"It was in high school, upon hearing my English teacher read "The Emperor of Ice Cream" aloud," Palm says, that she became fascinated by Stevens' poetry. "I was completely hooked by the time he got to `bid him whip in kitchen cups concupiscent curds...' The language just washed over me long before I had any idea what concupiscence was."
Three of the markers have been completed. Architect (and Stevens "enemy") John Orofino, refined and executed a design the entire board conceived, working from an initial concept by Brendan Miggins of Amenta/Emma Architects. The engraving is by John Zito of Beij, Williams and Zito Inc. in Hartford. Two markers will be placed on the Classical Magnet School property and another at Asylum Hill Congregational Church on Asylum Avenue.
Other stones in the series are expected to be placed at such sites as the Hartford Insurance Co., St. Francis Hospital, Hartford Conservatory of Music and the green that runs along Westerly Terrace, across from the home at 118 where Stevens lived, which is now owned by the Episcopal Diocese of Hartford.
When all of the approximately 2-foot by 2-foot by 2-foot cubes of Connecticut granite are installed, each bearing one stanza of the poem, they will mark a 2.4-mile self-guided walk from the insurance company, where a kiosk will offer brochures on the poet's life and work, to Westerly Terrace. The city of Hartford has officially named the route Wallace Stevens Way and will mark it with street signs.
The nonprofit group now has about half of the $75,000 it will need and is seeking more donations.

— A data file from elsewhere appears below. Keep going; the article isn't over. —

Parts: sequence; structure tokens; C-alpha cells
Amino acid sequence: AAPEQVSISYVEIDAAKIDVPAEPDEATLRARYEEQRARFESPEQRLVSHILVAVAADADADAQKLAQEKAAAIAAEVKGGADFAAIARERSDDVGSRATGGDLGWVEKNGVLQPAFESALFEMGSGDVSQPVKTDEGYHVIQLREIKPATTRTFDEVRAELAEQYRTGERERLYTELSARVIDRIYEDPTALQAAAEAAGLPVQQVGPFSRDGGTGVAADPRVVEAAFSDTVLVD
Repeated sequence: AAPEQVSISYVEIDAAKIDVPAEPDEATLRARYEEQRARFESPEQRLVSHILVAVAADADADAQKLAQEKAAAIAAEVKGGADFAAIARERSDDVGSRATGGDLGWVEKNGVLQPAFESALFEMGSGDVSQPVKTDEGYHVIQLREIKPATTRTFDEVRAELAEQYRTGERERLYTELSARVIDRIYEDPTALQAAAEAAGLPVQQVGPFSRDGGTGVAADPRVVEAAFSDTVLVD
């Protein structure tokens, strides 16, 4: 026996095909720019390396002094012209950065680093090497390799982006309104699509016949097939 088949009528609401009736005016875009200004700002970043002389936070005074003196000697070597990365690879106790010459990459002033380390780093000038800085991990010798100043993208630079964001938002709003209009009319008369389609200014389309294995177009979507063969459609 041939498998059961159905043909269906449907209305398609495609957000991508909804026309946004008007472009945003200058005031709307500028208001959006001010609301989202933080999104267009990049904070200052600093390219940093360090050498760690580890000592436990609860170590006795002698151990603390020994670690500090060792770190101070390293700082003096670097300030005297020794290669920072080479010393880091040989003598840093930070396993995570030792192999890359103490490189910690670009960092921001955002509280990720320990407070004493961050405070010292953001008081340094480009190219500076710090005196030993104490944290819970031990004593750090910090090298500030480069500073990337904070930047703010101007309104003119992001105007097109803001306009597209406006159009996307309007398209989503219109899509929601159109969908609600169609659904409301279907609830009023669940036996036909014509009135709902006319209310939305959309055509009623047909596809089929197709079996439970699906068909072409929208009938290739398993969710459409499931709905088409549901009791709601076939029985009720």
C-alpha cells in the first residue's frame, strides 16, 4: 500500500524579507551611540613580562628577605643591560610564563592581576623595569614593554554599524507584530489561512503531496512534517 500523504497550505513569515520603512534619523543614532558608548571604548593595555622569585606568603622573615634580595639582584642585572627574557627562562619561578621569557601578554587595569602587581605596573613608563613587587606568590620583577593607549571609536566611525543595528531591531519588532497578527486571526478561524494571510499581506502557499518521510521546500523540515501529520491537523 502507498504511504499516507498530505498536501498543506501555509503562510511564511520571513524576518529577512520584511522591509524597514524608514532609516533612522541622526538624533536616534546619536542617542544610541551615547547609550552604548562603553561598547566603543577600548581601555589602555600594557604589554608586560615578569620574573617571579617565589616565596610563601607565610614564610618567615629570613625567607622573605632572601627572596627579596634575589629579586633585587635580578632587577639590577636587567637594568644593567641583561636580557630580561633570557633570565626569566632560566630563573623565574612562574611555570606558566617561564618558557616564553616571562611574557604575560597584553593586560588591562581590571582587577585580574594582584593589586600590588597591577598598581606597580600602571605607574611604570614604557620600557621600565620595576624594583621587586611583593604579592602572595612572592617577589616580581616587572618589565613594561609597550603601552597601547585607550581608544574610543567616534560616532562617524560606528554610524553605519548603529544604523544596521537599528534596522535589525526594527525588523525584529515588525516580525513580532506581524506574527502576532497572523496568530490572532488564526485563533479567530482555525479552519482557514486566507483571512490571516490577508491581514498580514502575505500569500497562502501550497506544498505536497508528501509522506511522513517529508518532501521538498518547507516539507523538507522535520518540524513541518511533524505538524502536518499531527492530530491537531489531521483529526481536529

"It's not an easy sell, but some people feel passionately about poetry and Stevens," Palm says. Among the national figures who have contributed are poets Galway Kinnell, Mark Strand and Richard Wilbur and literary critic Helen Vendler.
Founder Dan Schnaidt says the group grew out of a response to an op-ed piece he wrote for The Courant when he moved here from New York and was disappointed to find no signs mentioning Stevens' legacy.
"We can't wait to raise the full funds" before beginning to install the markers, says Schnaidt, who is academic computing manager for the arts and humanities at Wesleyan University. "Getting something on the ground is just crucial."
Palm says she hopes the project will be completed in about a year. She says having the marker bearing the sixth stanza be the first one installed is "guided by Wallace's iconoclastic spirit."
The group will handle maintenance of the markers with an eye to meeting city codes and safety issues, she says, noting that Stevens "was after all a lawyer and conservative."
Wallace Stevens Way, the organization hopes, will raise awareness of the poet's work for Hartford-area residents, improve the streetscape and attract national and international visitors to the city.
"He used extraordinary language to describe ordinary things," Schnaidt says. "It's our long-range goal to create a tangible sense of place about Stevens."
Reprinted with permission of the Hartford Courant.